Peter M. Gunn on Wednesday, Sep. 19th
When in the course of buying books made from tumblr blogs, or DVD box sets, or 12 packs of Pop Tarts on Amazon, while marveling at their ability to provide two day free shipping (how do they do it?), you probably don’t pay much attention those other prices listed below the main one, the “More Buying Choices.” After all, who would pay an extra $8.28 just to order the second season of Breaking Bad from a place called Brandon’s House of Fun? However, a whole cottage industry has sprung up around getting third-party sellers into the “More Buying Choices” box, or “Buy Box” as Amazon calls it. Increasingly, the answer seems to be algorithms.
Although anecdotally the lowest prices always seem to come from Amazon directly, third-party sellers now make up over one third, or around $6 billion, of all Amazon sales. Their strategies for competing, absent hiring a 16-year old intern to refresh the “Used & New” sales page every five minutes for all of their products, seem to center on algorithms, or robo-pricing. Most of the articles about robo-pricing imply that these algorithms come from Wall Street, but there’s actually an entire body of academic work focused specifically on pricing algorithms for e-commerce. Some of them are on that Bayesian tip, relying on models of probability. Others prefer game theory or machine learning. In all of them, the goal is to form a competitive price while also maximizing profit through rules based on transaction costs, production costs, and consumer preferences. Here, they differ from Wall Street algorithms, which are mainly about price alone.
They also differ from Wall Street algorithms in how they go awry. Much was made of the 2010 Flash Crash when a stock market heavily dependent on algorithmic trading dropped by 1000 points on May 6 before rebounding within twenty minutes. On Amazon though, despite what one might infer from the nature of competitive markets, the opposite happens – witness: the $23 million biology textbook. In Amazon’s case, the profit maximization elements take over. Now, the price has returned to sanity, but the same company that was selling the book for $23 million, bordeebooks, still has a listing for the book in “Used – Good” condition for $900. Indeed, these price absurdities are not lost on the authors, many of whom complain to the third-party sellers, only to find the responsibility constantly shifting from the seller to Amazon and back.
The robo-pricing of Amazon, though, is just a symptom of a rapid trend over the past ten years of turning more and more of our decisions over to algorithms. This TED talk is good at explaining the implications of this surrender in broad terms, but specific implications can be found in the algorithms themselves. Take, for example, the Markov decision-making process, on which this paper on pricing algorithms relies heavily. The key feature of the Markov process is that it is memory-less; it pays no attention to the situation that preceded it nor does it look to the future. It only focuses on the present to make chains of decisions. This myopia toward context is clearly on display in the case of the $23 million textbook, and and the ramifications loom larger as Amazon expands in its quest to be the conduit for all Internet commerce. What does myopic pricing mean for inflation? Additionally, these Markovian games largely just depend on the price of the competitor, but as these vendors are locked in feedback loops, how are they supposed to respond to consumer demand?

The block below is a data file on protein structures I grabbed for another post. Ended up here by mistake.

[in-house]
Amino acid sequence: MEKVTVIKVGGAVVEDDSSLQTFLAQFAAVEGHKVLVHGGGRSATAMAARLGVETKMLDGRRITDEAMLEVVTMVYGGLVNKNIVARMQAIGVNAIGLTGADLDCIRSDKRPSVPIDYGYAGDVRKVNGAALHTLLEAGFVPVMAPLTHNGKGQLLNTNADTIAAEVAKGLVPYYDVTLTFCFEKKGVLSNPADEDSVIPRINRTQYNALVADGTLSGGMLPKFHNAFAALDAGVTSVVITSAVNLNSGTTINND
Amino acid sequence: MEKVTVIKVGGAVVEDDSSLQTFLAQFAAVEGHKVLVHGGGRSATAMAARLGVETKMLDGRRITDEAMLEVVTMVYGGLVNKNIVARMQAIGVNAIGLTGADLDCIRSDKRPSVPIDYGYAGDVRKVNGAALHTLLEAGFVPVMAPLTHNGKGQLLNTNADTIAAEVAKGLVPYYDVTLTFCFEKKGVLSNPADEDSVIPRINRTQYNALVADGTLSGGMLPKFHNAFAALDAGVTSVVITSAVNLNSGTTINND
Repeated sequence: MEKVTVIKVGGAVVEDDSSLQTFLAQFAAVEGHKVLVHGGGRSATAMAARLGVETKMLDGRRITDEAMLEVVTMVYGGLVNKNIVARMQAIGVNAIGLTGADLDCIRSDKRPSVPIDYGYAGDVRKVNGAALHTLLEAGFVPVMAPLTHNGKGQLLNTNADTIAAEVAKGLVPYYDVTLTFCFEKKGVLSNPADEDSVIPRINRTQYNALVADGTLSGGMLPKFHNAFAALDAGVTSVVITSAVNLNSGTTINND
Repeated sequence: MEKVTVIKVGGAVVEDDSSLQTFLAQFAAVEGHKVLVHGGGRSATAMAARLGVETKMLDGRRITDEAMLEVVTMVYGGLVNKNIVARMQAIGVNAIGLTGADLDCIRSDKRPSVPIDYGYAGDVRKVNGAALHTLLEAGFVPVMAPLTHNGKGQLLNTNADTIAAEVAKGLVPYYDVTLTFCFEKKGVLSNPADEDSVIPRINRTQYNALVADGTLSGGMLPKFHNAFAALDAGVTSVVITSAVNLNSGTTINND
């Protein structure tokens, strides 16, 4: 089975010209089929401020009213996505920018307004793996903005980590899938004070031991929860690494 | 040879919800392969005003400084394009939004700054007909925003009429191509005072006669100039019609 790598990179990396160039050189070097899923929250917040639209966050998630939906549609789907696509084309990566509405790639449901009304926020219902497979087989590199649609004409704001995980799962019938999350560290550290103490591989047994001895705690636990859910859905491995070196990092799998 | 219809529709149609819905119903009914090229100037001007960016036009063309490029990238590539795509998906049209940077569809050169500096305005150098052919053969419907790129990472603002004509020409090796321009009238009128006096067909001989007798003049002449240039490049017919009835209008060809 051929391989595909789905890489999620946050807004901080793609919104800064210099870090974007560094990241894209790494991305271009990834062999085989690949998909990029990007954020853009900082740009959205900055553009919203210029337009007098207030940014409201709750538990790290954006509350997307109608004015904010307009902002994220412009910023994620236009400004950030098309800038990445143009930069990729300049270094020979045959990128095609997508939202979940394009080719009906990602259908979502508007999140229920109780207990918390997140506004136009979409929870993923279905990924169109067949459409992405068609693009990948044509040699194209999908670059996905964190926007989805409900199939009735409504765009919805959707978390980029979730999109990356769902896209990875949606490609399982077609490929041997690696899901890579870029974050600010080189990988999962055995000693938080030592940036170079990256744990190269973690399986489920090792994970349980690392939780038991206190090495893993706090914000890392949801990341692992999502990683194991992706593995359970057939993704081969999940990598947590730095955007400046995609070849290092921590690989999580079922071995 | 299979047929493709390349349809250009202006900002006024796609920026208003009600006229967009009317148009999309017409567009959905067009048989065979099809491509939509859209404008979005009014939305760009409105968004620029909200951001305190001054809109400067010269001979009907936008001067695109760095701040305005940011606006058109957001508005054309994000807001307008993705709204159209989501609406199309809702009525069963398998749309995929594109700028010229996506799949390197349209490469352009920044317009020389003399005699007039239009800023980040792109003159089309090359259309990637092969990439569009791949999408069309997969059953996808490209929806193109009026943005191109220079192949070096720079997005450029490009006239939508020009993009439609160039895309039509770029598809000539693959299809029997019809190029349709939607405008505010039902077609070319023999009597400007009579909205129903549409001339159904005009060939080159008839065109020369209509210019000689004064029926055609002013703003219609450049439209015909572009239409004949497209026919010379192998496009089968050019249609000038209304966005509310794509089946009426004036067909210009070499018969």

Ever since the demise of the agora, examples of a perfectly competitive marketplace have proved elusive for the economist-minded among us. Amazon represents just such a place, albeit one where Amazon gets to write the rules to its own advantage. Here, in the battle for the buy box, we get to see the principles of the free market at work, and where do they lead us in the 21st century? To an automated system. Robo-pricing may be able to bring lower prices for some products, but for others, instead of competing to drive the price down, the price goes all over the place until humans intervene. Let’s just hope the market doesn’t become so big that these decisions come down to the microsecond. One can only imagine the horrors of a country where the bulk price of Pop-Tarts starts to destabilize.